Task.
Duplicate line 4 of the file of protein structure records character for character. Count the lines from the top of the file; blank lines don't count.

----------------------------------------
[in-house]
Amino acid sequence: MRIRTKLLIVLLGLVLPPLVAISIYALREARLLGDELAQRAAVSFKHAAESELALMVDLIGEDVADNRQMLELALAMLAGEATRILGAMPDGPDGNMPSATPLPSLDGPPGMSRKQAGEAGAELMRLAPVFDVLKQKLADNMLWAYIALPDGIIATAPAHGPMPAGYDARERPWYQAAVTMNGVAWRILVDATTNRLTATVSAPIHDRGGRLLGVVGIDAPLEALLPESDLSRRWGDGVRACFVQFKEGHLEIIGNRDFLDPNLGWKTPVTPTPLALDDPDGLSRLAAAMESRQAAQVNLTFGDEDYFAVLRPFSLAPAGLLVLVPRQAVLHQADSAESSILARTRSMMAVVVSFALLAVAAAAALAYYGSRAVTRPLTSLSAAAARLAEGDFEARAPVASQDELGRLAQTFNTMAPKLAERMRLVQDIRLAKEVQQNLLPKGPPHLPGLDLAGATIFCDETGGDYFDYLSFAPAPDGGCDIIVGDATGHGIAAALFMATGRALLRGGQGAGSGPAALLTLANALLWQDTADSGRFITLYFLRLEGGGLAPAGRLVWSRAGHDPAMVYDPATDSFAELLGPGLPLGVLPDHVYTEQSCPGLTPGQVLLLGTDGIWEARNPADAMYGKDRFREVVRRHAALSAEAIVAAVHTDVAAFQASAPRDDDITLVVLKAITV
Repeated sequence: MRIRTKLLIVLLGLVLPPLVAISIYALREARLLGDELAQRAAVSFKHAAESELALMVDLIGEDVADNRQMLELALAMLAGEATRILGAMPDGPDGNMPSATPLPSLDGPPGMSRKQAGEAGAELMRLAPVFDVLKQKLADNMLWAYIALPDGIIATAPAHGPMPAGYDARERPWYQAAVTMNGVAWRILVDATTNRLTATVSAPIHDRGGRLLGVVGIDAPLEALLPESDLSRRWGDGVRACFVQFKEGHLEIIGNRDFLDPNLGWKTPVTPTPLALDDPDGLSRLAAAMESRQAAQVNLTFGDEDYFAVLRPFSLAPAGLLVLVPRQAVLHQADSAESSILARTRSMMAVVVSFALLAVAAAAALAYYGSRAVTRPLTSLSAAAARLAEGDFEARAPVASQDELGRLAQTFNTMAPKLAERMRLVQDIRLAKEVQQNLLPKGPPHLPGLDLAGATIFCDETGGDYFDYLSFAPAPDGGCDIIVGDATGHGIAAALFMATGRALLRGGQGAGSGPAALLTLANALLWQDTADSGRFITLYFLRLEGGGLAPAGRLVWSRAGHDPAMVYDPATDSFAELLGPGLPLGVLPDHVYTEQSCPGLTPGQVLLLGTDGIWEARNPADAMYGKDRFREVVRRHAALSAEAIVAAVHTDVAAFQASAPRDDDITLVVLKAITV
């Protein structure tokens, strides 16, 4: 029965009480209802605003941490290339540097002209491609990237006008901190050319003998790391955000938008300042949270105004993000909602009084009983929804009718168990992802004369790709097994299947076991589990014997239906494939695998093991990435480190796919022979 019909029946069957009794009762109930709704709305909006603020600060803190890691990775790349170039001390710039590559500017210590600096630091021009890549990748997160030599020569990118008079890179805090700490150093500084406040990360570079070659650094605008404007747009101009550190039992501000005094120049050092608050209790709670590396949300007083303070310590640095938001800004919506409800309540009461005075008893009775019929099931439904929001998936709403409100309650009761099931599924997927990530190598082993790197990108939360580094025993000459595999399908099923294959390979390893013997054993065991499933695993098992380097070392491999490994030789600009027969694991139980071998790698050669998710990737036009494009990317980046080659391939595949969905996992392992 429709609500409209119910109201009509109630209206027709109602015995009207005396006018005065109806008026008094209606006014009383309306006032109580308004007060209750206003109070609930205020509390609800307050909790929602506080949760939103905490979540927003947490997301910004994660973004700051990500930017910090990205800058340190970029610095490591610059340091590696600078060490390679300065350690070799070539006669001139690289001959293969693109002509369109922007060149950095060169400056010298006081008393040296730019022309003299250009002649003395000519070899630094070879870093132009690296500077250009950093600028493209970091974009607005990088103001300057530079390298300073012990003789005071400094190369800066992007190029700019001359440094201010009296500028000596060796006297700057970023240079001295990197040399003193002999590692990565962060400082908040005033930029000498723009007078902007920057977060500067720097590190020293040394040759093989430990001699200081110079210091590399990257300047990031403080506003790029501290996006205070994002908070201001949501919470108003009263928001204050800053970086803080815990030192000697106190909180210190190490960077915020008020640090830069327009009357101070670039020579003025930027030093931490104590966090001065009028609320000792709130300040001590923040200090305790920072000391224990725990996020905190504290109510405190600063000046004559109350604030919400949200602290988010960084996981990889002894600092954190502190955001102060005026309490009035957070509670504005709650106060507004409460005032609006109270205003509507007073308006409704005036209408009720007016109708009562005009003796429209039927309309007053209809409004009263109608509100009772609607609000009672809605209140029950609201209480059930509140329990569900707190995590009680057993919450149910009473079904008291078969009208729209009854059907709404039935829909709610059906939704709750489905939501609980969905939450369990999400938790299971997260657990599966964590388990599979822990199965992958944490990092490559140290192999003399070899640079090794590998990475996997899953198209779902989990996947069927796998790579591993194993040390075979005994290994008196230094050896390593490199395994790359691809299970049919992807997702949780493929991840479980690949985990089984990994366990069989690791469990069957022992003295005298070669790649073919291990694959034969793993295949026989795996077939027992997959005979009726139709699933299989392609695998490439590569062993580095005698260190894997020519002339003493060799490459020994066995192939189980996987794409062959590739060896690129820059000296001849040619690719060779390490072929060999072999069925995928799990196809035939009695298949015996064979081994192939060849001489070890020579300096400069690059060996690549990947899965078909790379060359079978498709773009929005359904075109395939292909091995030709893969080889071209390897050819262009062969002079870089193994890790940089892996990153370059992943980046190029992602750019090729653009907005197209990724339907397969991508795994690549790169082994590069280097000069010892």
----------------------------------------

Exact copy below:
């Protein structure tokens, strides 16, 4: 029965009480209802605003941490290339540097002209491609990237006008901190050319003998790391955000938008300042949270105004993000909602009084009983929804009718168990992802004369790709097994299947076991589990014997239906494939695998093991990435480190796919022979 019909029946069957009794009762109930709704709305909006603020600060803190890691990775790349170039001390710039590559500017210590600096630091021009890549990748997160030599020569990118008079890179805090700490150093500084406040990360570079070659650094605008404007747009101009550190039992501000005094120049050092608050209790709670590396949300007083303070310590640095938001800004919506409800309540009461005075008893009775019929099931439904929001998936709403409100309650009761099931599924997927990530190598082993790197990108939360580094025993000459595999399908099923294959390979390893013997054993065991499933695993098992380097070392491999490994030789600009027969694991139980071998790698050669998710990737036009494009990317980046080659391939595949969905996992392992 429709609500409209119910109201009509109630209206027709109602015995009207005396006018005065109806008026008094209606006014009383309306006032109580308004007060209750206003109070609930205020509390609800307050909790929602506080949760939103905490979540927003947490997301910004994660973004700051990500930017910090990205800058340190970029610095490591610059340091590696600078060490390679300065350690070799070539006669001139690289001959293969693109002509369109922007060149950095060169400056010298006081008393040296730019022309003299250009002649003395000519070899630094070879870093132009690296500077250009950093600028493209970091974009607005990088103001300057530079390298300073012990003789005071400094190369800066992007190029700019001359440094201010009296500028000596060796006297700057970023240079001295990197040399003193002999590692990565962060400082908040005033930029000498723009007078902007920057977060500067720097590190020293040394040759093989430990001699200081110079210091590399990257300047990031403080506003790029501290996006205070994002908070201001949501919470108003009263928001204050800053970086803080815990030192000697106190909180210190190490960077915020008020640090830069327009009357101070670039020579003025930027030093931490104590966090001065009028609320000792709130300040001590923040200090305790920072000391224990725990996020905190504290109510405190600063000046004559109350604030919400949200602290988010960084996981990889002894600092954190502190955001102060005026309490009035957070509670504005709650106060507004409460005032609006109270205003509507007073308006409704005036209408009720007016109708009562005009003796429209039927309309007053209809409004009263109608509100009772609607609000009672809605209140029950609201209480059930509140329990569900707190995590009680057993919450149910009473079904008291078969009208729209009854059907709404039935829909709610059906939704709750489905939501609980969905939450369990999400938790299971997260657990599966964590388990599979822990199965992958944490990092490559140290192999003399070899640079090794590998990475996997899953198209779902989990996947069927796998790579591993194993040390075979005994290994008196230094050896390593490199395994790359691809299970049919992807997702949780493929991840479980690949985990089984990994366990069989690791469990069957022992003295005298070669790649073919291990694959034969793993295949026989795996077939027992997959005979009726139709699933299989392609695998490439590569062993580095005698260190894997020519002339003493060799490459020994066995192939189980996987794409062959590739060896690129820059000296001849040619690719060779390490072929060999072999069925995928799990196809035939009695298949015996064979081994192939060849001489070890020579300096400069690059060996690549990947899965078909790379060359079978498709773009929005359904075109395939292909091995030709893969080889071209390897050819262009062969002079870089193994890790940089892996990153370059992943980046190029992602750019090729653009907005197209990724339907397969991508795994690549790169082994590069280097000069010892």